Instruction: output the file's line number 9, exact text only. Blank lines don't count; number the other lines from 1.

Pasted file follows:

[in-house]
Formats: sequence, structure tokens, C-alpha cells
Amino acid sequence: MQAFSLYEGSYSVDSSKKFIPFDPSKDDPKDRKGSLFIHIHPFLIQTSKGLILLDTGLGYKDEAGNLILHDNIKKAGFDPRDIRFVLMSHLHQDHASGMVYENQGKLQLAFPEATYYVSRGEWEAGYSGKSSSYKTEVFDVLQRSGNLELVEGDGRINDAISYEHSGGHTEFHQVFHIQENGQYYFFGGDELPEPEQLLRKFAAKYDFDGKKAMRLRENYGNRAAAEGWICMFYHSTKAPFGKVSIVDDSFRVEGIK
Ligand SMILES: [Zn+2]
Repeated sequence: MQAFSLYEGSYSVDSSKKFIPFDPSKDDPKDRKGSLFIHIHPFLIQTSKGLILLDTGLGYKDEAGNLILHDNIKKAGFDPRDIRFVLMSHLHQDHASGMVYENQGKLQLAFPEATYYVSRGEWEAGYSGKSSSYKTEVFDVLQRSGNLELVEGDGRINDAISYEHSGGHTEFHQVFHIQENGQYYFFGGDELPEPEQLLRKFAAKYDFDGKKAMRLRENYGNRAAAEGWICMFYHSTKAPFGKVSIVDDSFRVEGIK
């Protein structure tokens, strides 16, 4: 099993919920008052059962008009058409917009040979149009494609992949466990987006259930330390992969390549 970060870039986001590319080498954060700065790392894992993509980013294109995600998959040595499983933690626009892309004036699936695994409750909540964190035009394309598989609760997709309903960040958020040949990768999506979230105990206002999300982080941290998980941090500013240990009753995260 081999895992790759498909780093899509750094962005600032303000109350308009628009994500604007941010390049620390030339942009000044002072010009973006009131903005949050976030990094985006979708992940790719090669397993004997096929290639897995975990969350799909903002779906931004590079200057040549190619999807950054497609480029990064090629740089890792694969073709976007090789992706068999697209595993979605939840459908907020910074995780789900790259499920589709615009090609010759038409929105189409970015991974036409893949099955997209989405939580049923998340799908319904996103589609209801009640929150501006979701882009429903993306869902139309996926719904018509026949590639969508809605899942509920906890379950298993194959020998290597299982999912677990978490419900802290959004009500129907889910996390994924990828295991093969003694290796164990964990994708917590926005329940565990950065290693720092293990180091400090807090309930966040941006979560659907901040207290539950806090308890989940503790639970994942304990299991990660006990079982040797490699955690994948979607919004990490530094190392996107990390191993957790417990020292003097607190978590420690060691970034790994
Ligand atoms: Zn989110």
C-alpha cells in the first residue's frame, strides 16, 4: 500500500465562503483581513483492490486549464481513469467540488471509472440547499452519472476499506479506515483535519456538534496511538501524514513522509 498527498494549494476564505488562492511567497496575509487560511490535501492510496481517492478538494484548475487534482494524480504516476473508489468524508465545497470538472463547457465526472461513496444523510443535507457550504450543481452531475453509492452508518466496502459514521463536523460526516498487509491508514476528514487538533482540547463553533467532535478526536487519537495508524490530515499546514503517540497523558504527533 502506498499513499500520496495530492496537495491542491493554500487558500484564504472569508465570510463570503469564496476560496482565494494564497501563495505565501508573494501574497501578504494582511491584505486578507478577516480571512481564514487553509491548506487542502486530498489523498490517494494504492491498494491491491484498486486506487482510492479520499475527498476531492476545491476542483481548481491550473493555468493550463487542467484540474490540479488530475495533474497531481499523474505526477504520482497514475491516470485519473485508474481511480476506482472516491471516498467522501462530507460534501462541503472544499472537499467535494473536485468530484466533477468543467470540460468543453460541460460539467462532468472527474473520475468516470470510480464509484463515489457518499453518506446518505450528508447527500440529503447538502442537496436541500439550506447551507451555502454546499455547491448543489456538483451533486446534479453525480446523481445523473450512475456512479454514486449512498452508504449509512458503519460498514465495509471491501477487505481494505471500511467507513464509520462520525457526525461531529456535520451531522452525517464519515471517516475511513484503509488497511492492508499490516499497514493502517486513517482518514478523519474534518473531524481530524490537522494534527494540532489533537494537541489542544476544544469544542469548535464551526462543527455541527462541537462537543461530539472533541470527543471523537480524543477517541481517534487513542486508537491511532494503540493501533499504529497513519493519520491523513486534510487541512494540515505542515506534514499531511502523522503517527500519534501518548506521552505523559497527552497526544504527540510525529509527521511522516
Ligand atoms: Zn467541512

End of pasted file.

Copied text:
Ligand atoms: Zn467541512